The winter solstice is approaching in the northern hemisphere. Days are short and nights are long. It is that moment each year when nature offers us the chance to stop for a moment and take the time to meditate, to learn from the past year, and reflect on it.
Most people are busy doing just the opposite. They are spending a lot of time maintaining good relationships with the people around them, but taking very little time to communicate with themselves or do any introspection. It shouldn’t have to be one or the other. In my opinion, a good balance between both is an appropriate recipe.
I have always liked the Christmas season, with its lights, its colors, the bustle in the streets and the unique, peaceful sound of Christmas carols.
I remember the Christmases of my childhood as moments full of happiness and joy. Every year we travelled from Madrid to Cartagena, where my grandparents lived. There we would meet with almost the whole family and we catch up with friends who lived there.
That was what I liked the most: the visits to each other’s houses, the stories that the elders told us while the little ones were stuffing themselves with chocolate nougat, the evenings of table games, and the heat of the fireplace. These were the days of magic and human warmth.
As the years have passed, I have not lost that same excitement that I felt as a child, but I do recognize that I had to do an important exercise of self-awareness before cutting with the whirlwind of consumerism which , this time of the year, seems to have become, and thus to giving it a more adequate sense for me.
It all started one day when I was on the lookout for a holiday gift.
I was in a well-known, large Spanish department store in the center of the Madrilenian capital when suddenly a terrible feeling that I could not identify at the time struck me. I stood still for a moment, looked around me, and said to myself,
“Look at us! What the hell are we doing?”
I promised that I would never enter that place again. And I did it only to prove to myself that it wasn’t necessary, that I didn’t need to buy anything from what was there to be found, and that it had nothing to do with Christmas. It was nothing more than pure social inertia in which most of us are trapped if we do not stop and reflect.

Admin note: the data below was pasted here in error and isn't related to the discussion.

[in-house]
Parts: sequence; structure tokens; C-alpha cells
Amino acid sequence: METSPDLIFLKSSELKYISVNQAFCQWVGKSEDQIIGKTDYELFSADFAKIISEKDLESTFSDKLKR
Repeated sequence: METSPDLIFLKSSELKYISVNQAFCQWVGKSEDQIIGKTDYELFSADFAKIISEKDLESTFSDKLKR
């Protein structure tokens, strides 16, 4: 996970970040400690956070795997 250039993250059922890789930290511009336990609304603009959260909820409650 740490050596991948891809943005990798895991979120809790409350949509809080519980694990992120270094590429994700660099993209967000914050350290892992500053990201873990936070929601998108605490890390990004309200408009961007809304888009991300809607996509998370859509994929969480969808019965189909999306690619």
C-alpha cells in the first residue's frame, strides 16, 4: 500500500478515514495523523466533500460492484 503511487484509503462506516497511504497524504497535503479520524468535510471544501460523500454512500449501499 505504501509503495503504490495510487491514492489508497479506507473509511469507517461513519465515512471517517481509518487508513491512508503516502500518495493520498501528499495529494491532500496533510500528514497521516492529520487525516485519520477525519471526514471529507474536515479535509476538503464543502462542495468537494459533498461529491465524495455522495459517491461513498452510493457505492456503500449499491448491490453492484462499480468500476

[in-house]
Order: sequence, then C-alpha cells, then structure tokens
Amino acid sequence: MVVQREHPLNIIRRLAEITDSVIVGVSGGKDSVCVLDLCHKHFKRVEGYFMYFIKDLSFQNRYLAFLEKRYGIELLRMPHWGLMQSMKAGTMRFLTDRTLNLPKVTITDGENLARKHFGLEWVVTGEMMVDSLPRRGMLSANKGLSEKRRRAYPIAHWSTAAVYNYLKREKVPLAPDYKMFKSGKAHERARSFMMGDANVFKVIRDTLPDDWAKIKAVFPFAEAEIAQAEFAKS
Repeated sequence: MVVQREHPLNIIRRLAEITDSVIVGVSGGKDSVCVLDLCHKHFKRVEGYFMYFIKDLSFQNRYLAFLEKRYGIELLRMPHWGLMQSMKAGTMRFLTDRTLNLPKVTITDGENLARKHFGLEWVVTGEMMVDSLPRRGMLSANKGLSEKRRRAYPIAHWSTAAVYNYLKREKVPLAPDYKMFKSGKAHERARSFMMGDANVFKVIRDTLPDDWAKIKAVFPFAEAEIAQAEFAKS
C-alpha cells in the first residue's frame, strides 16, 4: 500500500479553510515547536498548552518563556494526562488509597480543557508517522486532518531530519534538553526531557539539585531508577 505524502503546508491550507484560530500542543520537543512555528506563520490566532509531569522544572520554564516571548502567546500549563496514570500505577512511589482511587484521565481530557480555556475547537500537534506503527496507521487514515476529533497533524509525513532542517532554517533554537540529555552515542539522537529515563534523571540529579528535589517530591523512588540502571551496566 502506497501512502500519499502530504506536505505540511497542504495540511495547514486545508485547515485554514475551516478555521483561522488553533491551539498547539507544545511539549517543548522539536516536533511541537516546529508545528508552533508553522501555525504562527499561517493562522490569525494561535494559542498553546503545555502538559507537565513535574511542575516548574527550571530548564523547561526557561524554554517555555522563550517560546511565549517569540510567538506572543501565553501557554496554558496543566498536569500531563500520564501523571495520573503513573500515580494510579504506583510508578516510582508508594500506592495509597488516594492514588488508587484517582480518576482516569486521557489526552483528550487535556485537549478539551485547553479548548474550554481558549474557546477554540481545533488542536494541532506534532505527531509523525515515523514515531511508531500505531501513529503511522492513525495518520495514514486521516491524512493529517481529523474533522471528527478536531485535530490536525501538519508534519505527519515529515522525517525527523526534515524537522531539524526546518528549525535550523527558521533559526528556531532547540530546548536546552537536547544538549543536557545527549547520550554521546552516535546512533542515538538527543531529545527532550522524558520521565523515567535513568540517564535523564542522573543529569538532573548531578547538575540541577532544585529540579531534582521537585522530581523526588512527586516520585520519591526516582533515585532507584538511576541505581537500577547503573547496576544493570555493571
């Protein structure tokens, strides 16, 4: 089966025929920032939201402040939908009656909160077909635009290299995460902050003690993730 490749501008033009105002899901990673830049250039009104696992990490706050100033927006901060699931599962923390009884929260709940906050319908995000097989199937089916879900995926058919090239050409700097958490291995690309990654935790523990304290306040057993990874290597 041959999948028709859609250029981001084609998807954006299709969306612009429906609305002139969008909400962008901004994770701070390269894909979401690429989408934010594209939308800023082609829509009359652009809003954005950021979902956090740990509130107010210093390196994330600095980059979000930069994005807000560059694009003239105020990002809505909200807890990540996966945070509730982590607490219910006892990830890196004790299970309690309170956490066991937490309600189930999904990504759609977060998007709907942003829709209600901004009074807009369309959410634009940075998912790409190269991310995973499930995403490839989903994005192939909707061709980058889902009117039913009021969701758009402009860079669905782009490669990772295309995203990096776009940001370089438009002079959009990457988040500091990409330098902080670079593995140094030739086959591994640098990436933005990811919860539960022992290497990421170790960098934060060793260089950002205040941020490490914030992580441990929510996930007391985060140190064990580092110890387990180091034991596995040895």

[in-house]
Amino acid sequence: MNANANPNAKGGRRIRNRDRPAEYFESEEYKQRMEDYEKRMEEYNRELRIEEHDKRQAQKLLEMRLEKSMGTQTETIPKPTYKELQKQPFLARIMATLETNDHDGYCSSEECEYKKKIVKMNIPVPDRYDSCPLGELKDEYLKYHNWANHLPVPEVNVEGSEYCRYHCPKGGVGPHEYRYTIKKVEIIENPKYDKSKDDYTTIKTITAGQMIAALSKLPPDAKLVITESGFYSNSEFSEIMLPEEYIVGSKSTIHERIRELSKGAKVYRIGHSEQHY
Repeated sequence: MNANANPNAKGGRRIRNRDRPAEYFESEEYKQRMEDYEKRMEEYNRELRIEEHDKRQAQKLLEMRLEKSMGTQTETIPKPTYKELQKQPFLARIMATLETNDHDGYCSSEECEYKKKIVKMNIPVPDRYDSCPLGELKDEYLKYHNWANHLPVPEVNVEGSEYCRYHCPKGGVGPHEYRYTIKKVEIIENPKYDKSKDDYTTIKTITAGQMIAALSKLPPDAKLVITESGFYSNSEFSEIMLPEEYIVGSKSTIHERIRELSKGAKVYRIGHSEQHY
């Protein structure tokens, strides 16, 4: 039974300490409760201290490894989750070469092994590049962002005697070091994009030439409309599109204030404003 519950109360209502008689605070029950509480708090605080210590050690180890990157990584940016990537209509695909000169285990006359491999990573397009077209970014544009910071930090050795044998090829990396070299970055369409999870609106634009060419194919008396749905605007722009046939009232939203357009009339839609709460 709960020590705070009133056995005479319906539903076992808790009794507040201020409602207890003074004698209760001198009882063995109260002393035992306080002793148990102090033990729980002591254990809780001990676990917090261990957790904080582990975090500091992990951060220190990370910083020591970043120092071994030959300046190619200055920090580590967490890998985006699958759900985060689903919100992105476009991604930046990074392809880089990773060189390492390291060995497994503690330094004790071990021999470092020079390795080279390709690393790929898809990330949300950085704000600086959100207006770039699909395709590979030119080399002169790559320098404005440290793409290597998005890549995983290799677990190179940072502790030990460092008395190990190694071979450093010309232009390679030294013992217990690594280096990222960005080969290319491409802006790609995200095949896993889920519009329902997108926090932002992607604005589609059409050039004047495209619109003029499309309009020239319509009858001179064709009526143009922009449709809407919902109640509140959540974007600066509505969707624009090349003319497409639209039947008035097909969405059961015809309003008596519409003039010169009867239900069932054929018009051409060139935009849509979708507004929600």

From then on, I rethought the true meaning of Christmas, and began to walk away from the consumerism path.
The first step was to get back in touch with nature to better understand the meaning of the solstice: the return of the Sun, the rebirth of light and hope. Everyone seems to take a new pulse after Christmas.
Afterwards, I analyzed every aspect that is affected by consumerism these days, in particular food, gifts, ornaments, and social relations. I started doings things differently, step by step.
Today I will share with you what I have been putting into practice.
Who does not like pleasing loved ones with a nice gift?
As my virtual friend Mamen Pérez says:
“Giving is like winking at someone else to tell him/her: I’m here and I care about you”
In this section there are several options.
For example, in our family, when we all meet every Christmas, our “Christmas gift policy” is called “Secret Santa”. By playing this game we avoid the stress of endlessly hunting for gifts for every single family member. When you just have to take care of finding a gift for one person, you are much more likely to put more energy and love into finding an object or experience that adds value to the person’s life.
The other option that I love is to give handcrafts – unique objects that come out of your own hands or of the hands of professional craftsmen. We are all creative, although most of us have forgotten this along the way. During the month of December, I create products of plants and herbs for my loved ones.
For wrapping the gifts, I use newspaper or cloths that can be reused.
Eating, eating … and more eating!